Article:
While I had a few locations that I wanted to see in kyoto, I was open for pretty much anything. At the breakfast table, the decision was made to start by visiting Kinkakuij, the golden pavilion of Kyoto. After mailing some postcards (which apparently got delivered pretty rapidly, another Japanese mind-blow) we jumped on a bus straight to Kinkakuij. It was easy, but lengthy. Again we were blessed with lovely weather, the sky was clear blue as sapphires (actually, scratch that thought. Sapphires are kinda dark-blue’ish). The hype for this zen temple seemed legit, as there were loads of tourists and school groups at the park leading up to the temple. I dig the entree ticket, it couldn’t be more Japanese.

You might think by now “Oh god, another temple?! Is that the only thing worth visiting in Japan, temples??” and I get ya. I was getting dull of them myself, but Kinkakuij isn’t just any temple; it’s a GOLDEN temple. Jup, it’s made (for the most part) out of gold…well…not gold gold…as far as I know…it’s decorated with gold ‘leaf’…and stuff…ha screw it, it’s a golden temple! Just take my word for it. The question was however, if it would be as impressive as it sounds. Short answer: Yes. Long answer: Yeeeeeeeeeeeeeeeeesssssss!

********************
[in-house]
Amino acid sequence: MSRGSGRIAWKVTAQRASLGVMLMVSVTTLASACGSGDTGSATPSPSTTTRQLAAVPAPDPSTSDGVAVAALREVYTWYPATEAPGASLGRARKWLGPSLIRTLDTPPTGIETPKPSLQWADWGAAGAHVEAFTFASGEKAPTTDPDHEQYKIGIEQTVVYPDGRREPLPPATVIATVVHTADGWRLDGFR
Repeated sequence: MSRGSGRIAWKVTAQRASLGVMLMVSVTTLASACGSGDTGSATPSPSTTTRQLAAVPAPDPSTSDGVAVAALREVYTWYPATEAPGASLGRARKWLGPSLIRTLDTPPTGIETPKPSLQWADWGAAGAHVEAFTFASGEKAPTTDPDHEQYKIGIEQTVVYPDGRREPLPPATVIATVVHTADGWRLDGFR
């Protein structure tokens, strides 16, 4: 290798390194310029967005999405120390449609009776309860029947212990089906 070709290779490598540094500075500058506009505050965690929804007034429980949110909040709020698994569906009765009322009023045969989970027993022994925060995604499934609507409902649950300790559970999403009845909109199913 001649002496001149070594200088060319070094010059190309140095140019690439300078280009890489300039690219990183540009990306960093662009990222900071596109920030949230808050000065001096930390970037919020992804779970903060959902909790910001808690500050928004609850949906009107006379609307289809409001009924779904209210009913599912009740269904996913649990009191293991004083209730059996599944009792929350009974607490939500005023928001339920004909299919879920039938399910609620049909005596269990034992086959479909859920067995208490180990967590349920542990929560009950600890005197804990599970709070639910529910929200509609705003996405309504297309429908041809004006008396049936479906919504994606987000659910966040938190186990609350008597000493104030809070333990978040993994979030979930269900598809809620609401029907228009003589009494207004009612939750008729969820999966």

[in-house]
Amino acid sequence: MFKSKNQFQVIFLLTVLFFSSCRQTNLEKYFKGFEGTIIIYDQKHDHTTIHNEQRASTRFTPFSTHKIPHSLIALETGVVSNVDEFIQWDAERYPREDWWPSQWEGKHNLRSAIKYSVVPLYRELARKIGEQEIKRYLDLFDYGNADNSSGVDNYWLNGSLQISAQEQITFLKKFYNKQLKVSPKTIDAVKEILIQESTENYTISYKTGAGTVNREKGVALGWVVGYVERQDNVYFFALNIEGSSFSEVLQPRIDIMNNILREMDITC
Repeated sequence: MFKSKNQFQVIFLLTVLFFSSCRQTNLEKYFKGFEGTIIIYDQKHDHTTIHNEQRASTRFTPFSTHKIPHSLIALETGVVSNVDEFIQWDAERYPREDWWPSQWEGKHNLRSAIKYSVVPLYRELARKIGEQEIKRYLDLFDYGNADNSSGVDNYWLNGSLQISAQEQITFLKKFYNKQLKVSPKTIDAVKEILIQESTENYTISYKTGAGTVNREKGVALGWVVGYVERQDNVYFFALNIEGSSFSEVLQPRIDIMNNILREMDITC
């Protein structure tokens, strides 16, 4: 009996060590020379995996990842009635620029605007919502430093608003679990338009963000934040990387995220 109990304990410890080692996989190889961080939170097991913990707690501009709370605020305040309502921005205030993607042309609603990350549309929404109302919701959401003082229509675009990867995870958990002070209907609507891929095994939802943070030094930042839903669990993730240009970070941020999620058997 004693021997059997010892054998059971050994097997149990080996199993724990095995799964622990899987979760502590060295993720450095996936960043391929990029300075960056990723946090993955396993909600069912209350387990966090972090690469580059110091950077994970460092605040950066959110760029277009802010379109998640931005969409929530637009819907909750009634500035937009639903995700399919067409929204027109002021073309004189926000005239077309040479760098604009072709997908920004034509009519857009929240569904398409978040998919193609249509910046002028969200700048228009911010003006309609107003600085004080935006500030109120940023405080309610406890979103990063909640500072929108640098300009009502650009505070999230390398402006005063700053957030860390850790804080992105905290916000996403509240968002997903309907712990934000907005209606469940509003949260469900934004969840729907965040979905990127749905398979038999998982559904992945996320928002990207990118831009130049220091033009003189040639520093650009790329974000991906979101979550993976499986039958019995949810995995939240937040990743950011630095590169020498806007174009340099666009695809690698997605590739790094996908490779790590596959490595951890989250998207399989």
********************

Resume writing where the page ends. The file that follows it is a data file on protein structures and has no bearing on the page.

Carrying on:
Having nice weather is obviously great, but in this case it added so much more to the experience. The sun was shining bright and made the golden temple glow like glorious white light. Insanely majestic. The temple is also located at a large lake, creating a wonderful reflection in the calm waters. Absolutely beautiful. The strange thing though is, I wasn’t able to capture the effect of the light on camera. Of course, I’m only dealing with a smartphone camera so I’m very limited, but I was surprised how the reflecting bright lights of the golden walls were almost completely rendered out when taking a photo. On the web you can still find some pictures that resemble close what the experience was, but not quite. The closest you’d find (if you’re lazy like me and only checked the first few google images) are photos that show the golden walls to be more white than gold/yellow. That’s kinda what it actually looks like. But what the heck, I was still able to make some wonderful pics though.